Valentine’s Day – how to do more than survive it

Juliette Smith Advice, Business, Communication, Conflict, Couples, Individuals, Other Relationships, Valentine's Leave a Comment

Valentine’s Day and it’s origins are described in several legends. Although they’re all different, they have one thing in common: a focus on love. Not romantic love, but love for others, expressed through acts of generosity, kindness or selflessness.


Be loving on Valentine’s Day

This Valentine’s Day, my invitation to you is to express your loving in this way, so whether you’re in love or not, you can still enjoy focusing on love. I don’t mean just towards your partner but also towards everyone else – even your boss, the person at the supermarket checkout and your infuriating sibling.

People don’t need to know you’re being loving and if the idea of loving some people feels impossible to you, try focusing on being generous, kind or compassionate.

Imagine the impact…

If, for instance, instead of being impatient with a grumpy taxi driver you smiled and thanked him for getting you to work; or, instead of shouting at your children for delaying you, you spent more time listening to them. Imagine the impact it would have to focus on building relationships rather than venting frustration.

It might feel particularly difficult “loving” someone whose actions you believe are wrong and with whom you feel frustrated, angry or resentful. You can, of course, choose to continue holding on to those negative feelings – they are yours, after all.  However, as Buddha said: “Holding on to anger is like grasping a hot coal with the intent of throwing it at someone else; you are the one who gets burned.” When you get stuck in a negative feeling, you are unlikely to be hurting anyone as much as yourself. Focusing on loving the person you are angry with instead is far less painful, although often initially it can feel more difficult.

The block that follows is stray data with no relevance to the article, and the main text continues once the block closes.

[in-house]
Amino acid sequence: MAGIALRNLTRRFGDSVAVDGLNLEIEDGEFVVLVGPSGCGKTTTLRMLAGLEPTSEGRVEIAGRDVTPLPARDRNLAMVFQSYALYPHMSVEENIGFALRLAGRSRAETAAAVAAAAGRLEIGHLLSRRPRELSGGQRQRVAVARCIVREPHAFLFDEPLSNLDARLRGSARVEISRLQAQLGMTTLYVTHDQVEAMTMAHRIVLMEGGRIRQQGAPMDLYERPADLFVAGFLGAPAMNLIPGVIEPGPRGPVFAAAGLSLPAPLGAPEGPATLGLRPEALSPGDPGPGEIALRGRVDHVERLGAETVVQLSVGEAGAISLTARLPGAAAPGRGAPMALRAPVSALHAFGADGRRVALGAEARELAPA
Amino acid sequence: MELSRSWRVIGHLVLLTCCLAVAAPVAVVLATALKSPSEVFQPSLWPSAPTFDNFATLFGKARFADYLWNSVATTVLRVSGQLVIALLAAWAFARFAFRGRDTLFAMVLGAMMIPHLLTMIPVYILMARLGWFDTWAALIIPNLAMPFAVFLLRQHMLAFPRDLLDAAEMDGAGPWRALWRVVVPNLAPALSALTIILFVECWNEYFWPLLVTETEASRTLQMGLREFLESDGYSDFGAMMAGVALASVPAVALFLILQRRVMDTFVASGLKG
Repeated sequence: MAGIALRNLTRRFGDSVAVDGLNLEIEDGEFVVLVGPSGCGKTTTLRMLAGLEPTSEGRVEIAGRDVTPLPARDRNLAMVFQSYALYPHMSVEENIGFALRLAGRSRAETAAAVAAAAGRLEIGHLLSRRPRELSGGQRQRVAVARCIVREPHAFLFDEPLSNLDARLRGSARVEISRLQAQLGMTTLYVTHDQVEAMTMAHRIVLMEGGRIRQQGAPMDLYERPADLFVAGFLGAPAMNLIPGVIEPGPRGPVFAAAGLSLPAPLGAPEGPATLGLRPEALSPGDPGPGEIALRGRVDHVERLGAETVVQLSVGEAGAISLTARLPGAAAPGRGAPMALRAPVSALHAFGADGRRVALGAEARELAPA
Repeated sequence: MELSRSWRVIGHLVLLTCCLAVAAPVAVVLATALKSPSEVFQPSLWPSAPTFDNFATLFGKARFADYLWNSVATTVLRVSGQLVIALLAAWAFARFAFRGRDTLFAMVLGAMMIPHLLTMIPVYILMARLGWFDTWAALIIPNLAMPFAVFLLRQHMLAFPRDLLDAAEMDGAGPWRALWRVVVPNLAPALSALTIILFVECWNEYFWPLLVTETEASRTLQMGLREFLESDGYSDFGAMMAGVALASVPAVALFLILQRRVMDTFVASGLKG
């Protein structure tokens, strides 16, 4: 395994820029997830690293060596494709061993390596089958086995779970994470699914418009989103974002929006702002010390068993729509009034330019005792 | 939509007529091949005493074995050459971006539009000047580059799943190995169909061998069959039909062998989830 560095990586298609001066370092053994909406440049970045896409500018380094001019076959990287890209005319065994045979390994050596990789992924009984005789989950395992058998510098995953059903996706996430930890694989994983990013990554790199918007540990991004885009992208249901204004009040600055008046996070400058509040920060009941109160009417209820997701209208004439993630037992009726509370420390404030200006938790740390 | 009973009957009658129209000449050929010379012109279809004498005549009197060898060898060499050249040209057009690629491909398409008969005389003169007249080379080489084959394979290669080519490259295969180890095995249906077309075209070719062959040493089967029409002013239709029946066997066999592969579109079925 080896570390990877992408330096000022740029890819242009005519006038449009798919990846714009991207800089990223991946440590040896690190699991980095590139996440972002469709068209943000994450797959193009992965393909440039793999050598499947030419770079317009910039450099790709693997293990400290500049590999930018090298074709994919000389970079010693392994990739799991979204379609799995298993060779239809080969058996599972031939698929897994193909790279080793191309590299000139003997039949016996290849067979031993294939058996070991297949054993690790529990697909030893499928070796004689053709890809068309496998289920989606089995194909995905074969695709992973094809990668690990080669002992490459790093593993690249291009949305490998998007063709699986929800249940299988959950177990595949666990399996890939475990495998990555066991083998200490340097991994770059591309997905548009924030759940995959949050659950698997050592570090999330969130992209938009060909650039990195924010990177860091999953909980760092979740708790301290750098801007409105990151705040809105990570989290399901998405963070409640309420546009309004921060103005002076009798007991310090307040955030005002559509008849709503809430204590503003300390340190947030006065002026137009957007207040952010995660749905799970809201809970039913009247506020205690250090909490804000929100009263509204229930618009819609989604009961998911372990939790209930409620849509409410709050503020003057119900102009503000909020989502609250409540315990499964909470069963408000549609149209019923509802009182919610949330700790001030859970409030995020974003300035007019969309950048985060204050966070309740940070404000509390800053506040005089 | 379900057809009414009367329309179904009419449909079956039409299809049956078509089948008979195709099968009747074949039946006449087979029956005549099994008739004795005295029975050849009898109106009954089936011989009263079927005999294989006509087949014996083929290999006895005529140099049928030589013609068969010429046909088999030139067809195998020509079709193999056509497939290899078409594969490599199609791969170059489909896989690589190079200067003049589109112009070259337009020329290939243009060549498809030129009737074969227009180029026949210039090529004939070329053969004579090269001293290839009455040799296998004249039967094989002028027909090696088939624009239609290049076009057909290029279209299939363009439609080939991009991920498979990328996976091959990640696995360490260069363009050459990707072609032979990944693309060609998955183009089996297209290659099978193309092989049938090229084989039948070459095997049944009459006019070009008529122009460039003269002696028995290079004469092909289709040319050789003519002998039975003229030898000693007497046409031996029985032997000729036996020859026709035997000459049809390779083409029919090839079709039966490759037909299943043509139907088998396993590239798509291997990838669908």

Would you rather be angry or loving?

Many of my clients come to me with a desire for us to focus on changing their partner’s behaviour, before they are willing to feel any compassion or kindness towards them. They get stuck in the painful feelings of blame and resentment and imagine that the other person is responsible for those feelings. Can you see how that is a powerless place to get stuck? What if the other person can’t or won’t change?

If you ever find yourself in that position (with a partner or anyone else), try doing the opposite and focus on acceptance, forgiveness and compassion (and loving) and see how your feelings and even the outcome can change.  Love2

Expressing loving through acts of kindness can make a tremendous difference to an individual and a relationship – even something as simple as a smile or a compliment.  Generosity too, as a way of focusing on love, could be a small gesture like buying a coffee for a colleague instead of holding a grudge against them after a disagreement.

Learning to love yourself can change your life

Do notice when you are far from feeling loving towards yourself as well. Often we are our own harshest judges. Try speaking to yourself with the same kindness you would speak to a small child or your closest friend when they have made a mistake, or give yourself some appreciation for your successes rather than focusing on a failure.

Being loving is a far more comfortable and rewarding way of living and interacting. This February, whether or not you have your own Valentine, try showing some love to everyone you meet – starting with the person in the mirror. You’ll notice not only how much better it feels on the inside but also the impact it has on the outside.

If you would like to read more Relationship Advice articles, you can find further reading in my Relationship Advice section. Alternatively, if you’d like to book an appointment to discuss building a relationship further, or dealing with a Relationship in Crisis please call me on 0800 612 8416, or contact me here.


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